Enter the number of elements to store in the array through the command line
 Read the type of data to store
 Enter the elements into the array.
 Pass them to calc mean function
 Should return mean value.
Prerequisites:
 Functions
 Void Pointers
 Arrays
Objective:
 To understand the concept of
 Functions
 Void Pointers
 Arrays
Inputs:
 Array of N elements, No of elements N, Size Option T,
Sample Execution / Output:
Test Case 1:
Description:
 Read characters from user till EOF
 If EOF received, print the character count, word count, and line count.
Prerequisites:
 Non formated function like getchar()
Objective:
 To understand the concept of
 Standard output
Inputs:
 A string with CtrlD
Sample Execution / Output:
Test Case 1:
Description:
 Take two file names through command line
 Do error checking.
 Check command line args
 Check file open status
 Open first file in read mode
 Open second file in write mode
 Copy first file contents into second file.
Prerequisites:
 file operation functions like fopen, fgets etc
Objective:
 To understand the concept of
 File handling in C
Inputs:
 Source File and a Destination File
Sample Execution / Output:
Test Case 1:
Test Case 2:
Description:
 Take an existing filename from user through command line
 Do error checking.
 If user passed any filename through command line or not.
 If passed, check the fopen success or not.
 Read Characters from file till EOF.
 If EOF reached, print the word count.
Prerequisites:
 file operation functions like fopen, fgets etc
Objective:
 To understand the concept of
 File handling in C
Inputs:
 Source File
Sample Execution / Output:
Test Case 1:
Test Case 2:
Description:
 Receive file names through command line.
 Do error checking.
 cmd line args
 fopen status
 if cmd line args are ./a.out
 then print stdin buffer contents into stdout buffer.
 If cmd line args are ./a.out file1 file2
 then print file1 and file2 contents to stdout.
 If cmd line args are ./a.out file1 file2 file3
 then print file1 and file2 contents into file3.
 Use a common function for doing file copy.
Prerequisites:
 file operation functions like fopen, fgets etc
Objective:
 To understand the concept of
 File handling in C
Inputs:
 Source File, Destination File
Sample Execution / Output:
Test Case 1:
Test Case 2:
Test Case 3:
Description:
 Treat address of x and address of x + 1as characters address.
 Both addresses difference will be sizeof x
Prerequisites:
 Macros
 Pointers
Objective:
 To understand the concept of
 Macros in preprocessing
Inputs:
 None
Sample Execution / Output:
Test Case 1:
Description:
 Implement swap concept with the help of macro
 The type of arguments to swap will be passed as t
 swap (int, x, y) where x and y are of types int.
Prerequisites:
 Macros
Objective:
 To understand the concept of
 Macros in preprocessing
Inputs:
 Integers N1 and N2
Sample Execution / Output:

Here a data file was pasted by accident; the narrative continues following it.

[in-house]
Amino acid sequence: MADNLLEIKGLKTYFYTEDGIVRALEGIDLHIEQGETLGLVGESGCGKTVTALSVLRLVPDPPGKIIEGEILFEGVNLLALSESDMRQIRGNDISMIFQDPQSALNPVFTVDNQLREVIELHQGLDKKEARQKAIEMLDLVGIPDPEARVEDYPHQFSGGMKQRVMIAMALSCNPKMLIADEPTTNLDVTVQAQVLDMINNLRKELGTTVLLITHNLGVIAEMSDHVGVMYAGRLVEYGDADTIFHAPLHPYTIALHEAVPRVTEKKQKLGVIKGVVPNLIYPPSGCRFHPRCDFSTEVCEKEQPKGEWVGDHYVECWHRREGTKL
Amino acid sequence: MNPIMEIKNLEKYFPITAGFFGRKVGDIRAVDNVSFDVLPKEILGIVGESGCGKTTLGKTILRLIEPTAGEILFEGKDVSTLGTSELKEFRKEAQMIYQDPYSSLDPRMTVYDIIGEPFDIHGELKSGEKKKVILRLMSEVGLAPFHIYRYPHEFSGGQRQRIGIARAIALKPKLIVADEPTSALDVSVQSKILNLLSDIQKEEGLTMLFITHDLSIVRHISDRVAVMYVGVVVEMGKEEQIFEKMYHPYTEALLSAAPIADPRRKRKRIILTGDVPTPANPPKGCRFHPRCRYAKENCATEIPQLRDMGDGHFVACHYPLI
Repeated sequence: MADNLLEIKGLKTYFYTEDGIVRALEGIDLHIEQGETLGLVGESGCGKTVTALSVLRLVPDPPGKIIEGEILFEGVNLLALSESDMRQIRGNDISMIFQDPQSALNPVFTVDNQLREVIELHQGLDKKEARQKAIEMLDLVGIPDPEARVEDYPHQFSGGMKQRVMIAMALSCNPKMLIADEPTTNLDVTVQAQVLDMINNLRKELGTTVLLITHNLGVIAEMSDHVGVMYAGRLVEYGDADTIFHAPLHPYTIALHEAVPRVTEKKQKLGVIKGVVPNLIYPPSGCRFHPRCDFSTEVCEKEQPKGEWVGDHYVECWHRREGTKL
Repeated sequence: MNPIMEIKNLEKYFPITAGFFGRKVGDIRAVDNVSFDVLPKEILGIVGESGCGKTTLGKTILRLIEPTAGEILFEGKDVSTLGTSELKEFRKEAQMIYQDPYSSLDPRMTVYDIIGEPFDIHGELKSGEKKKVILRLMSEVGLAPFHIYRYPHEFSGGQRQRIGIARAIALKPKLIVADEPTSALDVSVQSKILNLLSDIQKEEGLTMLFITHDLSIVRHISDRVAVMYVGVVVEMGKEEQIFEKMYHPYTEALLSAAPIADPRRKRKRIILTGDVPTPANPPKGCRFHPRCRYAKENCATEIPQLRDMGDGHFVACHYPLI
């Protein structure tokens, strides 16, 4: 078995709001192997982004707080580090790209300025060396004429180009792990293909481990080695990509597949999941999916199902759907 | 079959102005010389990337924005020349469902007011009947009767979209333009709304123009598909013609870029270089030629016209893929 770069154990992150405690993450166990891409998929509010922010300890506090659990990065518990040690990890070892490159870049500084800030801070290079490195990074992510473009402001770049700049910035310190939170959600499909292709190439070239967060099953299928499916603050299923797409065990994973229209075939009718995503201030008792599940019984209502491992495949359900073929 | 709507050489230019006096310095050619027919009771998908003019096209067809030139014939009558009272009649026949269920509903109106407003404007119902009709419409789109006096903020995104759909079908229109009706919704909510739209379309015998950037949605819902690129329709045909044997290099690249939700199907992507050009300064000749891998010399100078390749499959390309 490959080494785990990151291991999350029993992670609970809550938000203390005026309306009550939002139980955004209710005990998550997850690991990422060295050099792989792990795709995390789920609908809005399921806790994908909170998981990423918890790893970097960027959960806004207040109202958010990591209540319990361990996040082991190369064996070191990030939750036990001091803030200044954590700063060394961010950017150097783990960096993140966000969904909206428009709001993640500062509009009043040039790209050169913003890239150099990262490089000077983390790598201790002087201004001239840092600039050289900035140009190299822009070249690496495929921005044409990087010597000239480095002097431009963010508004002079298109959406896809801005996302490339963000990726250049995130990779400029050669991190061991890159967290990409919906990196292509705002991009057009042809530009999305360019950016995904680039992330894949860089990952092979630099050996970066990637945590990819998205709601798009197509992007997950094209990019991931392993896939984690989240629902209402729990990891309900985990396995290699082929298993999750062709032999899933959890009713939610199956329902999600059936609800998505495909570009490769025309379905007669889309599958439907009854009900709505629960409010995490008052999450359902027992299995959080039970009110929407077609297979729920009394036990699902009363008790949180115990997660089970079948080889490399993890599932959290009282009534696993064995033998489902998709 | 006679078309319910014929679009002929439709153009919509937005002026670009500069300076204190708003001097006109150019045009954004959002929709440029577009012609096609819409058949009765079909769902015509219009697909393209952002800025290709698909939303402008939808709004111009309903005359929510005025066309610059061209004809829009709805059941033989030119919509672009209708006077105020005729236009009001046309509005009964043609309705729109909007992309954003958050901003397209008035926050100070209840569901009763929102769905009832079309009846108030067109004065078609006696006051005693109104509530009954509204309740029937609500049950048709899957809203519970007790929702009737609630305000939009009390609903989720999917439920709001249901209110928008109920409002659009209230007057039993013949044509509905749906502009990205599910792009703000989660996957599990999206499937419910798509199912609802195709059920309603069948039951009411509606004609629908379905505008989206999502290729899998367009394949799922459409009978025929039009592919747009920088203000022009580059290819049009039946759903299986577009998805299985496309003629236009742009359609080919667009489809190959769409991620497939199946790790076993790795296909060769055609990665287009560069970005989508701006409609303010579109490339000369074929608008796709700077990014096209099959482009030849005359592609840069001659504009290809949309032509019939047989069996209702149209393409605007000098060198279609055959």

Test Case 1:
Description:
 Allocate 8 consecutive bytes in memory
 Provide a display menu
 Add element
 Remove element
 Display element
 Exit from the program
 It should allow to add elements of different data types which data type size is less than or equal to 8
Prerequisites:
 Pointers
 Dynamic memory allocation
Objective:
 To understand the concept of
 Dynamic memory allocation
Inputs:
 Integers N1 and N2
Sample Execution / Output:
Test Case 1:
Description:
 Enter the length of array from command line.
 Read the type of data to search
 Initialise the array of mentioned type with variables read from user.
 Read the key element to search
 Sort the element in ascending order.
 Return the position of element in the array.
Prerequisites:
 Void pointer concepts
 Function pointer concepts
 Functions and arrays
Objective:
 To understand the concept of
 Function and void pointers
Inputs:
 Array on N elements, N, Data type T, Element to be searched K
Sample Execution / Output:
Test Case 1:
Description:
 int my_scanf (const char *format, …);
 The scanf() function reads input from stdin (the standard input stream).
Return value
 Upon successful return, these function return the number of input item successfully matched and assigned
Prerequisites:
 Variadic Functions
 Pointers
Objective:
 To understand the concept of
 Variadic Function
Inputs:
 As passed to standard scanf() function
Sample Execution / Output:
Test Case 1:
Description:
 Tower of hanoi consists of three rods, and a number of disks of different sizes which can slide onto any rod. The puzzle starts with the disks in a neat stack in ascending order of size on one rod, the smallest at the top, thus making a conical shape.
 The objective of the puzzle is to move the entire stack to another rod, obeying the following simple rules :
 Only one disk can be moved at a time.
 Each move consists of taking the upper disk from one of the stacks and placing it on top of another stack (i.e) a disk can only be moved if it is the uppermost disk on a stack.
 No disk may be placed on top of a smaller disk.
Prerequisites:
 Recursions
Objective:
 To understand the concept of
 Recursions
Inputs:
 Number of disks N
Sample Execution / Output:
Test Case 1:
Description:
 Suppose k = 3 (say taking 3 distinct characters ).
 Let 3 distinct characters be a , b, c.
 Suppose ‘n’ is the string length to be formed using ‘k’ distinct words.
 Let n be 6
 The string should be formed in such a way that there should not be any consecutive repetitions of the strings.
Prerequisites:
 Strings
 Pointers
 Arrays
Objective:
 To understand the concept of
 String manupulations
Inputs:
 No of character C, Length of the string N and C disctint characters
Sample Execution / Output:
Test Case 1: